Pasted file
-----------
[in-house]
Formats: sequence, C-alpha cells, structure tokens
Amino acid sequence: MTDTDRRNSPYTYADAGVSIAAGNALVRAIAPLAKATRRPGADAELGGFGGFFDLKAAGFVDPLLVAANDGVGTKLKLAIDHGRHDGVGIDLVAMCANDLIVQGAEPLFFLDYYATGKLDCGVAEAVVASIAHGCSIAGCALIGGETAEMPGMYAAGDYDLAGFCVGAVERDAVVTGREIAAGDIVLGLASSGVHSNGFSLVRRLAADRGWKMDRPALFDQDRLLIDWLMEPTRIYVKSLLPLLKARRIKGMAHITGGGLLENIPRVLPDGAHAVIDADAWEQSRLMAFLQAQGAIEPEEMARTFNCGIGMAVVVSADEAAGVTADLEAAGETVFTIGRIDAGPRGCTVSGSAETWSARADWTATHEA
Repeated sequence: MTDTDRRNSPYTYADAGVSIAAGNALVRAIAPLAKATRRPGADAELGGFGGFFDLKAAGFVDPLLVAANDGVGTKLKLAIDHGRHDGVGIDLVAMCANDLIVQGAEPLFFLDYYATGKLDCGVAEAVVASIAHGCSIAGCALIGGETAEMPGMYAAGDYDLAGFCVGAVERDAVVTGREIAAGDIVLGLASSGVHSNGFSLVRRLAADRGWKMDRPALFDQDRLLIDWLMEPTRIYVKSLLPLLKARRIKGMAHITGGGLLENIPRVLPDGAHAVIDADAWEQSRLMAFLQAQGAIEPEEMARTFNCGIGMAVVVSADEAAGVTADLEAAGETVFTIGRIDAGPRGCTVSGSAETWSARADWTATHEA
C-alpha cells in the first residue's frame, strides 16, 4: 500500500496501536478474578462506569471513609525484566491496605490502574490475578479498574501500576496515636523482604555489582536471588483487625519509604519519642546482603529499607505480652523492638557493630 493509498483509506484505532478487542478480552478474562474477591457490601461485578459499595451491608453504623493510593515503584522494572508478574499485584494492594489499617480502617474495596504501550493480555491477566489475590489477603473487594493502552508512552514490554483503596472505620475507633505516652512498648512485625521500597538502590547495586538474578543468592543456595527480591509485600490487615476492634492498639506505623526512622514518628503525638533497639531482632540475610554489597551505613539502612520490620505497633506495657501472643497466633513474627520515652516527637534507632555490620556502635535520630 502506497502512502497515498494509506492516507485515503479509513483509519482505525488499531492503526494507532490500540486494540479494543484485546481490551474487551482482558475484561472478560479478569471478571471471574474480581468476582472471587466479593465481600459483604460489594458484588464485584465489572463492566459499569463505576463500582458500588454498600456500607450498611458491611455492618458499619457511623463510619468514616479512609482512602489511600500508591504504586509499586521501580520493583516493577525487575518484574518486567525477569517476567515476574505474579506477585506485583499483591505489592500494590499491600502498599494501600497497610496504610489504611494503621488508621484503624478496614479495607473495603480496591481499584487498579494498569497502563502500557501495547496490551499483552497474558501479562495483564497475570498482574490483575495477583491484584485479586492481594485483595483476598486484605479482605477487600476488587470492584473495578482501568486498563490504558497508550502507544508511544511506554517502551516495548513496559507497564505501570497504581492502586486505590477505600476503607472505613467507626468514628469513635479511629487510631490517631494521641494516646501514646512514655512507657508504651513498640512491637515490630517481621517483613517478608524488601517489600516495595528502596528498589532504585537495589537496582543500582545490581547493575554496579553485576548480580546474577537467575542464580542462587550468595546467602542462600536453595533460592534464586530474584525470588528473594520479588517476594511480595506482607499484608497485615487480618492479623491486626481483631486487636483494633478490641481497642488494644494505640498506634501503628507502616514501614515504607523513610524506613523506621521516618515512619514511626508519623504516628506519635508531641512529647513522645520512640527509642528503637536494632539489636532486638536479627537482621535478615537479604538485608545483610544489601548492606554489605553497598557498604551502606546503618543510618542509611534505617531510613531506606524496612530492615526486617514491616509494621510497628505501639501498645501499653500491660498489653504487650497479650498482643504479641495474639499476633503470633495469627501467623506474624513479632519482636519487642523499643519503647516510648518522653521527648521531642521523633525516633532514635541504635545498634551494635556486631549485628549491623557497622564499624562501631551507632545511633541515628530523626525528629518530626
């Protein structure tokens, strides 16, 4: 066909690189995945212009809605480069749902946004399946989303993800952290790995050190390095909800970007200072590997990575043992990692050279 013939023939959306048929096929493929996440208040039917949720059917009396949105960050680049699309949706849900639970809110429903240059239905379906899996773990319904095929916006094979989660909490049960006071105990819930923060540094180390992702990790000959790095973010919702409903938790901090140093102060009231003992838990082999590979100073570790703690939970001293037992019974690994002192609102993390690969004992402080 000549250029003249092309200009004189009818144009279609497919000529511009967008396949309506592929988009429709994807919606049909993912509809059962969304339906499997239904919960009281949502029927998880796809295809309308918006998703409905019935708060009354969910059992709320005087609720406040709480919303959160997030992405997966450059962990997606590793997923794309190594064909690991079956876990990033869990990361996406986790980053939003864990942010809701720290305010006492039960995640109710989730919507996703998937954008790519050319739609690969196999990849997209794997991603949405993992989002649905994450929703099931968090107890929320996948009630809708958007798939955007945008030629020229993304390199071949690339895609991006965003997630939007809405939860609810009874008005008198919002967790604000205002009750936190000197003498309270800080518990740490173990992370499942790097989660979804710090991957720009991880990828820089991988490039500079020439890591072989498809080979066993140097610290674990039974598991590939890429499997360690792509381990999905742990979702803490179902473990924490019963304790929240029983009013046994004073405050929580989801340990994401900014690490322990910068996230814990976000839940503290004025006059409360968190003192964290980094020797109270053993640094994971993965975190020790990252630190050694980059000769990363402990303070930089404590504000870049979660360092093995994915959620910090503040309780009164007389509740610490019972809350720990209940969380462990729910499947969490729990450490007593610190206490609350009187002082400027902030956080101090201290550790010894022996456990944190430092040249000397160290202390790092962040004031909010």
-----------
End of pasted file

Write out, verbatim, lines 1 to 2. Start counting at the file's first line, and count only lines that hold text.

[in-house]
Formats: sequence, C-alpha cells, structure tokens